Another list for your reading, gift-giving and collection development pleasure.
Every year for the last bunch of years I’ve been linking to and posting about all the “year’s best sciencey books” lists that appear in various media outlets and shining a bit of light on the best of the year.
All the previous 2011 lists are here.
- Reinventing Discovery: The New Era of Networked Science by Michael Nielsen
- The Information: A History, a Theory, a Flood by James Gleick
- Incognito: The Secret Lives of the Brain by David Eagleman
- Blue Revolution: Unmaking America’s Water Crisis by Cynthia Barnett
- For the Love of Physics: From the End of the Rainbow to the Edge of Time – A Journey through the Wonders of Physics by Walter Lewin, with Warren Goldstein
- The Hidden Reality: Parallel Universes and the Deep Laws of the Cosmos by Brian Greene
- John James Audubon’s Journal of 1826: The Voyage to the Birds of America by John James Audubon
- Cycles of Time: An Extraordinary New View of the Universe by Roger Penrose
- Physics of the Future: How Science Will Shape Human Destiny and Our Daily Lives by the Year 2100 by Michio Kaku
- The Most Human Human: What Talking with Computers Teaches Us About What It Means to Be Alive by Brian Christian
- Plastic: A Toxic Love Story by Susan Freinkel
- Adventures in the Orgasmatron: How the Sexual Revolution Came to America by Christopher Turner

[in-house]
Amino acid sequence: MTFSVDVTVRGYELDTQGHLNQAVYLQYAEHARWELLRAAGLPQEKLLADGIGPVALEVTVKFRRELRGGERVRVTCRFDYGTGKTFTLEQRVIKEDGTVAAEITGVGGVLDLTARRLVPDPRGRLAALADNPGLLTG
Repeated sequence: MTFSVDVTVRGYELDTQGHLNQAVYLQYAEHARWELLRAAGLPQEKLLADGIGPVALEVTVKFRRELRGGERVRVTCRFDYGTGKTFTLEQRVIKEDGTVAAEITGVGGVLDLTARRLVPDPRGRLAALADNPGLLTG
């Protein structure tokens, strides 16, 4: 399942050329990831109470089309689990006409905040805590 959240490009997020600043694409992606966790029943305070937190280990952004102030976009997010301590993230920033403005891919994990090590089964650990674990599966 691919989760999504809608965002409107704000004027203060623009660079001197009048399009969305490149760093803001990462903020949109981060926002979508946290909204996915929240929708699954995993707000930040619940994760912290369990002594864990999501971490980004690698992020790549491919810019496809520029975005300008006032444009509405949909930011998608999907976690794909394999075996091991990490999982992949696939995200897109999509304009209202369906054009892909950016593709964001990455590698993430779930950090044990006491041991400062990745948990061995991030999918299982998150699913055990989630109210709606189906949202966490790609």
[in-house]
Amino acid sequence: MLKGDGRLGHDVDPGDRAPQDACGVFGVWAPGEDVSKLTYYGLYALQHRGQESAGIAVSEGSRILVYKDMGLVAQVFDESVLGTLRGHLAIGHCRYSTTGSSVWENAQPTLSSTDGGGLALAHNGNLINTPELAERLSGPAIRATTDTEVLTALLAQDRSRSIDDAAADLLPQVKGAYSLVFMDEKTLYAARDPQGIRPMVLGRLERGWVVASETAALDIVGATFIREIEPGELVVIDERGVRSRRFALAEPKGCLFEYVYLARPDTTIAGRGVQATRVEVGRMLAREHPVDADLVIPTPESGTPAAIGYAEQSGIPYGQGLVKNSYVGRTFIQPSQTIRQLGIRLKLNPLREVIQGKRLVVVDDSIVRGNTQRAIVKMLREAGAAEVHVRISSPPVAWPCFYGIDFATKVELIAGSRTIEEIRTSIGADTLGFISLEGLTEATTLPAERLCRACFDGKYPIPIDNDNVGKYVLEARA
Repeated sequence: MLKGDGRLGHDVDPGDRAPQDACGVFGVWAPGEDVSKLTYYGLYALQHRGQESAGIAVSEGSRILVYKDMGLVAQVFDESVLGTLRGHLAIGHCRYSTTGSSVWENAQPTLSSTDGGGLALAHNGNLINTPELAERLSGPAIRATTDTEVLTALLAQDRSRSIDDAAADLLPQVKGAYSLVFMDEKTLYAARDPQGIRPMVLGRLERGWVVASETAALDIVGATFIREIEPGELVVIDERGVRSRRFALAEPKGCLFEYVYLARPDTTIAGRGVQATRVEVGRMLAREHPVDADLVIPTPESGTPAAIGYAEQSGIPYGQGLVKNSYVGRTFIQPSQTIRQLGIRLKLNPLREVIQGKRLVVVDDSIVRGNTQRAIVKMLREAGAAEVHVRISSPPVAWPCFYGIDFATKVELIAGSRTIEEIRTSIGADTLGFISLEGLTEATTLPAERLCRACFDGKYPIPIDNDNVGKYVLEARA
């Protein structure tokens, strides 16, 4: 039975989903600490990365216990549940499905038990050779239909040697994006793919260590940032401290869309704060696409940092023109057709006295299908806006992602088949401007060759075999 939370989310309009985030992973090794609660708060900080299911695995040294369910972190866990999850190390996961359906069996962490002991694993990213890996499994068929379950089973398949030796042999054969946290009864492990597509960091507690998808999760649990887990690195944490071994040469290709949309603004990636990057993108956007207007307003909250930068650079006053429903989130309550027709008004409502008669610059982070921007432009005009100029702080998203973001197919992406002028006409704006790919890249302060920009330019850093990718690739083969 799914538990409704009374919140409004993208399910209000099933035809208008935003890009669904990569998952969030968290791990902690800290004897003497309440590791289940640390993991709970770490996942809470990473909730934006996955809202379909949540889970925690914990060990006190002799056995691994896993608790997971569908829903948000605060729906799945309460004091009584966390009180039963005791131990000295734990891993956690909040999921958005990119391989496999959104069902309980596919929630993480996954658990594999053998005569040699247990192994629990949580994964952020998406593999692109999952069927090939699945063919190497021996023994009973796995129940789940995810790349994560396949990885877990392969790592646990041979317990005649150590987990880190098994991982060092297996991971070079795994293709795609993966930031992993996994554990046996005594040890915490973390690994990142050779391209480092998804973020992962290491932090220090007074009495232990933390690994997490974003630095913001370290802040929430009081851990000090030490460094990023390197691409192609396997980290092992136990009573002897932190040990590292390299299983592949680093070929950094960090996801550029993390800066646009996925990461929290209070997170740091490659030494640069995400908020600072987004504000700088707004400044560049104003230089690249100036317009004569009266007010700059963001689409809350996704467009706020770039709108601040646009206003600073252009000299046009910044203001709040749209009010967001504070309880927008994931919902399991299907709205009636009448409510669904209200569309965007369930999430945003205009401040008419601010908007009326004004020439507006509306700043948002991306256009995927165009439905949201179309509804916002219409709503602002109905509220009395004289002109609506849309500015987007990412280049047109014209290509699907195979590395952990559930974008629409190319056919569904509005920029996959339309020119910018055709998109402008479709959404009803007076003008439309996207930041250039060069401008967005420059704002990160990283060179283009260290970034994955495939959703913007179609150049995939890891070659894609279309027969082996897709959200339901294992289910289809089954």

- Destiny of the Republic: A Tale of Madness, Medicine and the Murder of a President by Candice Millard
I’m always looking for recommendations and notifications of book lists as they appear in various media outlets. If you see one that I haven’t covered, please let me know at jdupuis at yorku dot ca or in the comments.
I am picking up a lot of lists from Largehearted Boy.
For my purposes, I define science books pretty broadly to include science, engineering, computing, history & philosophy of science & technology, environment, social aspects of science and even business books about technology trends or technology innovation. Deciding what is and isn’t a science book is squishy at best, especially at the margins, but in the end I pick books that seem broadly about science and technology rather than something else completely. Lists of business, history or nature books are among the tricky ones.